For more than five years, whenever a user created or revoked a shared invite link for a Slack workspace, Slack transmitted a hashed version of the user’s password to the other members of that workspace. Slack has automatically reset the passwords of the affected users and fixed the bug that led to the issue.
The bug affected about 0.5 percent of all Slack users, the company said, and Slack sent email notifications to all of those affected people on Thursday. In the notice, Slack said the issue occurred because Slack sends various types of information as hidden events through a websocket, which is open as long as a user has Slack open.
“One of the hidden events we send over the websocket is a notice that a shared invite link was created or revoked. The buge we discovered was in this invite link event along with the information about the shared invite link, the hashed password of the user who created or revoked the link was also included. The information was sent over the websocket to all users of the workspace who were currently connected to Slack,” the notice says.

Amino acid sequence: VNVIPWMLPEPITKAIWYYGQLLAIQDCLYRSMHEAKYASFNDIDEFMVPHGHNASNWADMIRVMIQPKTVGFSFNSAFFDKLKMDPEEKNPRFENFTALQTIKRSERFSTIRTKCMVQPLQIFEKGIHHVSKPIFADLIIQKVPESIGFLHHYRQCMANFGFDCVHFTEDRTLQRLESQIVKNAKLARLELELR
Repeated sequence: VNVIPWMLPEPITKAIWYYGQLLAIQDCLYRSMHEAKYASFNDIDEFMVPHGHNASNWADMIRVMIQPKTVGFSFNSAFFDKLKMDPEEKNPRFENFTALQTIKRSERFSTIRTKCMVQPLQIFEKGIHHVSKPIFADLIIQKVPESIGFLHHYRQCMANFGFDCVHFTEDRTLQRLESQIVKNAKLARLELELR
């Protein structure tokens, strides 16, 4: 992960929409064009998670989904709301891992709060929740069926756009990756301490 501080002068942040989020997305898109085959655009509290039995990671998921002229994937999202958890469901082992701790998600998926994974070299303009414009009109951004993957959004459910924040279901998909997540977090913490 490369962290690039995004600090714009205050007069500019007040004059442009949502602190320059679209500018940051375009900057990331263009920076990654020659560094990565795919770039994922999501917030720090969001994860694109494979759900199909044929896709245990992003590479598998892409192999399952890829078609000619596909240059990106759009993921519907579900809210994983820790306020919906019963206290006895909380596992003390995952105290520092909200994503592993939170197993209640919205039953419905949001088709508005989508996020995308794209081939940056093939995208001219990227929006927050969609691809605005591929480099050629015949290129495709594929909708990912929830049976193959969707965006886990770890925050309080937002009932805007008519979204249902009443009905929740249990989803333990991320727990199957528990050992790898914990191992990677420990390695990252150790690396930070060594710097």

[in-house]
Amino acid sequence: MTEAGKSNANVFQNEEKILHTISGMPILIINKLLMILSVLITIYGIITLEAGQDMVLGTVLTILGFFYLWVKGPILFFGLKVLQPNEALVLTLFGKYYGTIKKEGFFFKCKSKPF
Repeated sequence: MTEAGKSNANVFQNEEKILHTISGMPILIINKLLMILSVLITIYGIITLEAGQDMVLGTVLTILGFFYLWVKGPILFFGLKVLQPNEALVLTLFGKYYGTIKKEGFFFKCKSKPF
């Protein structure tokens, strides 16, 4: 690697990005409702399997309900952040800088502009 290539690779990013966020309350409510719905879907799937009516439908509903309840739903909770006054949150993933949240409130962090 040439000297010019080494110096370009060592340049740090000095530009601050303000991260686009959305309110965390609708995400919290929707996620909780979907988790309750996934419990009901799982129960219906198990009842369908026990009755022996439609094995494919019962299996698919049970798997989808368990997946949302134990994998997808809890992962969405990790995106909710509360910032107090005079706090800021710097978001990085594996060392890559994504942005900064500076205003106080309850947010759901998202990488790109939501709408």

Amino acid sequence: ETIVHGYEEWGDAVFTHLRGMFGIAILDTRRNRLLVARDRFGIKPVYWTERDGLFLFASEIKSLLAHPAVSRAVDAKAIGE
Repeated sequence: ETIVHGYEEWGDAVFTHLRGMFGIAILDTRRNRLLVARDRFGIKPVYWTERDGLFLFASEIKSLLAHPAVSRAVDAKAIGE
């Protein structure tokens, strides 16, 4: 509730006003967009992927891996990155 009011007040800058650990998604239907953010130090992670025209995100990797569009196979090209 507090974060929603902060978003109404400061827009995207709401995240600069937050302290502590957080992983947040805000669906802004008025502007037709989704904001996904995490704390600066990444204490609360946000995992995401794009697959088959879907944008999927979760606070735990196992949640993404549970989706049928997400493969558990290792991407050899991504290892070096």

The issue affected links created between April 17, 2017, and July 17, 2022, and Slack said an independent security researcher discovered and reported the bug to the company.
“This hashed password was not visible in any Slack clients; discovering it required actively monitoring encrypted network traffic coming from Slack’s servers,” Slack said in a blog post.
“The hash of a password is not the same as the plaintext password itself; it is a cryptographic technique to store data in a way that is secure, but not reversible. In other words, it is practically infeasible for a password to be derived from the hash, and no one can directly use the hash to authenticate.
The issue only affected a small fraction of Slack’s user base, and the good news is that Slack supports two-factor authentication through a number of different methods, including Duo, Google Authenticator, and others. Slack users can enable 2FA in their Account settings in each individual workspace.